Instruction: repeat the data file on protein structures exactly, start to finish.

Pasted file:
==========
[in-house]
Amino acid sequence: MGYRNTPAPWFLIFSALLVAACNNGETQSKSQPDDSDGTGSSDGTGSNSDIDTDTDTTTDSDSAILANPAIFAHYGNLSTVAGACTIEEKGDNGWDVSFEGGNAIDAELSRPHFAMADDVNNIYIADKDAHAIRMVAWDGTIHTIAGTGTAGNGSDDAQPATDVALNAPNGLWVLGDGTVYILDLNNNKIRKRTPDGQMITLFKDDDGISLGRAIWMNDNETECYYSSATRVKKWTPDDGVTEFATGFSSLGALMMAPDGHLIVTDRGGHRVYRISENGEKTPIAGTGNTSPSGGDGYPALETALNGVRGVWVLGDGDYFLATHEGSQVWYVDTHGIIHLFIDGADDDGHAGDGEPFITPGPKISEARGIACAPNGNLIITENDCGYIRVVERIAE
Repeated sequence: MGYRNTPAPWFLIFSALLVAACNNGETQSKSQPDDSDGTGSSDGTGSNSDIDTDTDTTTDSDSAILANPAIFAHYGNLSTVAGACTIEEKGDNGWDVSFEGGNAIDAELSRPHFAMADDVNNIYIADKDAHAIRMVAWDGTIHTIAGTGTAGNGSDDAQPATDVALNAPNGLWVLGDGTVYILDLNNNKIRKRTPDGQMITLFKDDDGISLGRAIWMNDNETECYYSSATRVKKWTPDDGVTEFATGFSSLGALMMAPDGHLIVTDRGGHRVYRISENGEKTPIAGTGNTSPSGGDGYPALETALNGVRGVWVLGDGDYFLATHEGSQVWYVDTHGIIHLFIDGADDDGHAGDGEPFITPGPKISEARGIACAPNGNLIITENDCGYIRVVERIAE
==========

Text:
[in-house]
Amino acid sequence: MGYRNTPAPWFLIFSALLVAACNNGETQSKSQPDDSDGTGSSDGTGSNSDIDTDTDTTTDSDSAILANPAIFAHYGNLSTVAGACTIEEKGDNGWDVSFEGGNAIDAELSRPHFAMADDVNNIYIADKDAHAIRMVAWDGTIHTIAGTGTAGNGSDDAQPATDVALNAPNGLWVLGDGTVYILDLNNNKIRKRTPDGQMITLFKDDDGISLGRAIWMNDNETECYYSSATRVKKWTPDDGVTEFATGFSSLGALMMAPDGHLIVTDRGGHRVYRISENGEKTPIAGTGNTSPSGGDGYPALETALNGVRGVWVLGDGDYFLATHEGSQVWYVDTHGIIHLFIDGADDDGHAGDGEPFITPGPKISEARGIACAPNGNLIITENDCGYIRVVERIAE
Repeated sequence: MGYRNTPAPWFLIFSALLVAACNNGETQSKSQPDDSDGTGSSDGTGSNSDIDTDTDTTTDSDSAILANPAIFAHYGNLSTVAGACTIEEKGDNGWDVSFEGGNAIDAELSRPHFAMADDVNNIYIADKDAHAIRMVAWDGTIHTIAGTGTAGNGSDDAQPATDVALNAPNGLWVLGDGTVYILDLNNNKIRKRTPDGQMITLFKDDDGISLGRAIWMNDNETECYYSSATRVKKWTPDDGVTEFATGFSSLGALMMAPDGHLIVTDRGGHRVYRISENGEKTPIAGTGNTSPSGGDGYPALETALNGVRGVWVLGDGDYFLATHEGSQVWYVDTHGIIHLFIDGADDDGHAGDGEPFITPGPKISEARGIACAPNGNLIITENDCGYIRVVERIAE